While inconclusive, I hope my observations here do one thing: They indicate a different way forward. The McGuire Woods report into the origins of the blackface photo conducted no forensic examination of the photo whatsoever. I am working from degraded images pulled off the Internet. McGuire Woods would have access to the original photograph, which could provide sufficient detail to support my conjectures, disprove them, or open up new lines of inquiry.

The blackface controversy has died down because Northam has gone full Social Justice warrior, Virginia’s Democratic Party politicians want to sweep the matter under the rug, and the media have lost interest. Surely, there is an appetite somewhere for the truth.

Update: John Butcher raises an interesting point. Perhaps Blackface Dude’s ring finger seems to be missing because it is covered in white tape. I hadn’t considered that possibility. That makes more sense than any of the possibilities I suggested.

There are currently no comments highlighted.

7 responses to “Northam in Blackface: Talk to the Hand

  1. Jim – you’re throwing stuff up against the wall here – pure speculation … i.e. “when/where did you beat your wife” type stuff THEN on top of that you’re claiming that it stands unless someone refutes it!!!

    Jesus H. Keeeeeriiist !

    This is a cogent “argument”?


    • I know full well this is conjecture. Like I said in my post, “Perhaps these similarities are purely coincidental. I’ll concede, even I am not 100% convinced there is a connection here.” I’m just shaking the tree to see what falls loose.

      On the other hand, are you willing to defend Northam’s explanation of why Blackface Dude is not him? Do you consider that a cogent argument?

  2. So if it wasn’t him, why did he admit that it was him before he denied it was him? Assuming the man is not stupid, it seems inconceivable that Northam would readily admit that he engaged in racist behavior by wearing blackface and memorializing his actions? And it’s also clear that Northam’s nickname was “Coonman.” Any possible tie between the nickname and a guy who wore blackface at a party and allowed a photo of same to be put in the yearbook?

    There are false confessions but they normally occur when they involve a less-educated, less intelligent person who has been grilled by the police for hours and hours. That pattern doesn’t fit Northam or his admission of guilt.

    If one assumes that it wasn’t Northam but a photo was placed in they yearbook that strongly suggests it was Northam, wouldn’t this liberal caring guy have raised holy hell back in 1984?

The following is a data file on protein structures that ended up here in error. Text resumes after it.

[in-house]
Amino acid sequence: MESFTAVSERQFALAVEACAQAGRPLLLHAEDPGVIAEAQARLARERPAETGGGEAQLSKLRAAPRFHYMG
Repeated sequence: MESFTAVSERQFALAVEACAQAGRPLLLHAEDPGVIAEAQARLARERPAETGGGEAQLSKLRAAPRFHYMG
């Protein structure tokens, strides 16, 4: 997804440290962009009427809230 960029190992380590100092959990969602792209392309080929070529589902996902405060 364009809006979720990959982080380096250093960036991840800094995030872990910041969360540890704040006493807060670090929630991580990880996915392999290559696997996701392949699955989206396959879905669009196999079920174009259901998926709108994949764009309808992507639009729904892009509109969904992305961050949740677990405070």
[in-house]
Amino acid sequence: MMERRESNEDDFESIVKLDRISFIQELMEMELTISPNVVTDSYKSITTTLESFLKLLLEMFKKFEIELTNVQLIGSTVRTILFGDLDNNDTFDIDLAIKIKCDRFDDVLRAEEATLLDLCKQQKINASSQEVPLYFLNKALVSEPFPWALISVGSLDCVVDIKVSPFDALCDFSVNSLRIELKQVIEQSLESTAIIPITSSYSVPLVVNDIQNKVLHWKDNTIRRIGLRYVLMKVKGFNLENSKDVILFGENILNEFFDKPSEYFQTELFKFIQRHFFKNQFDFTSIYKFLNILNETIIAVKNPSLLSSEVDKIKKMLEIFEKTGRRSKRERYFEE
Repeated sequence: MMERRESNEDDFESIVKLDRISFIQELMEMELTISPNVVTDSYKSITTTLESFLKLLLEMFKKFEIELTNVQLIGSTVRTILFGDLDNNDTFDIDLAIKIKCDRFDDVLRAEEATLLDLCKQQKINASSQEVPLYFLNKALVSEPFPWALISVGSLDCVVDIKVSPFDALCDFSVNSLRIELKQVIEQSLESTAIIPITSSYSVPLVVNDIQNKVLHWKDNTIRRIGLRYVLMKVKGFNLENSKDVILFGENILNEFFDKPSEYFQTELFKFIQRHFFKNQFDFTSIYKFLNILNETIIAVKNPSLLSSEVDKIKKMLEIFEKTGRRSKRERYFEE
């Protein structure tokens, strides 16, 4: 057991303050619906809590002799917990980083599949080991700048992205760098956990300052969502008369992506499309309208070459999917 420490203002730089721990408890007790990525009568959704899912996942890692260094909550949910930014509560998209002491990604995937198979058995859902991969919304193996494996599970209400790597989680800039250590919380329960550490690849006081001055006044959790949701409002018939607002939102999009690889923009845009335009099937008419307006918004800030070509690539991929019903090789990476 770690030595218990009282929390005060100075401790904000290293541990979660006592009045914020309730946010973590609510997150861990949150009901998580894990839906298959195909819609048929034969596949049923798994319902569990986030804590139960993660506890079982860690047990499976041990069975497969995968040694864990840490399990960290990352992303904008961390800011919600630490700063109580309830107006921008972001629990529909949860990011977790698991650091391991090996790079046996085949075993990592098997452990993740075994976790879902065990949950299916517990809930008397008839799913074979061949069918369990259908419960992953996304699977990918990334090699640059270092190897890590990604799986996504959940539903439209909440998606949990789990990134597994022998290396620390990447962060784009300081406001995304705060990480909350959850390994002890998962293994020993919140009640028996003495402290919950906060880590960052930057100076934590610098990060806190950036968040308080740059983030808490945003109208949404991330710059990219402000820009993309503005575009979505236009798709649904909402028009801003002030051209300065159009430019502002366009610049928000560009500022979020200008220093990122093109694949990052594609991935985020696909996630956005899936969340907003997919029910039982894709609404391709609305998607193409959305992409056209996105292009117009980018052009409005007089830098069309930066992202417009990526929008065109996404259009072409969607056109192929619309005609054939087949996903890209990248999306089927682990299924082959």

The plain truths are: It’s Northam and McGuire Woods engaged in a further cover up. Ralph Northam is a disgusting human being.

  3. Semi-convincing Jim.
    We have to ask, what would a political handler recommend as the best approach? Is it important to deny the picture is Northam, because some people will support that denial? But if it was admitted to, that could be political kiss of death?

    Seems like the approach of admitting to blackface but denying a picture exists works as political strategy. as long as you are not caught red-handeded, or should I say “black-handed” . And why not give extra credit for attention to detail, whoever thought up coloring the hands too?

  4. Them what knows the truth ain’t talking, and nobody’s going to make them. Maybe someday….I’m still waiting for definitive proof about Chuck Robb and those much more interesting allegations. We all know who killed Mary Jo, don’t we? Damn, I guess I could have been a Democrat had I wanted….they do get some breaks.

  5. I do not defend Northam – he either is guilty or incompetent but I have to also weigh whether the rest of his life he has been essentially a closet racist who finally got exposed.

    I think most folks think he is not a lifelong racist and as bad as his judgement was – it’s not indicative of many of his current decisions like a fairly bipartisan conservative financial approach to the budget, the MedicAid expansion, the Coal Ash Cleanup, etc… so labeling him as a “social justice warrior” in concert with also labeling him a blackface-racist is wholly incongruous but when you throw in a conspiracy theory that has to be real unless disproven we’re off to the races!

    • I don’t think Northam is a closet racist, and I (along with Steve) was one of the few willing to defend him when the scandal first broke. I saw no point in demanding his resignation for something he did 35 years ago that we now look back upon and proclaim to be unforgivably racist.

      I’m more worried about Northam’s behavior today. One issue is the extent to which he is telling the truth about what happened 35 years ago. The other is what he is doing politically — with ramifications for all of us — to atone for his sin. Then there’s the old-fashion motive of solving a mystery. What actually happened 35 years ago? Was that Northam in the photo or was it not?

Leave a Reply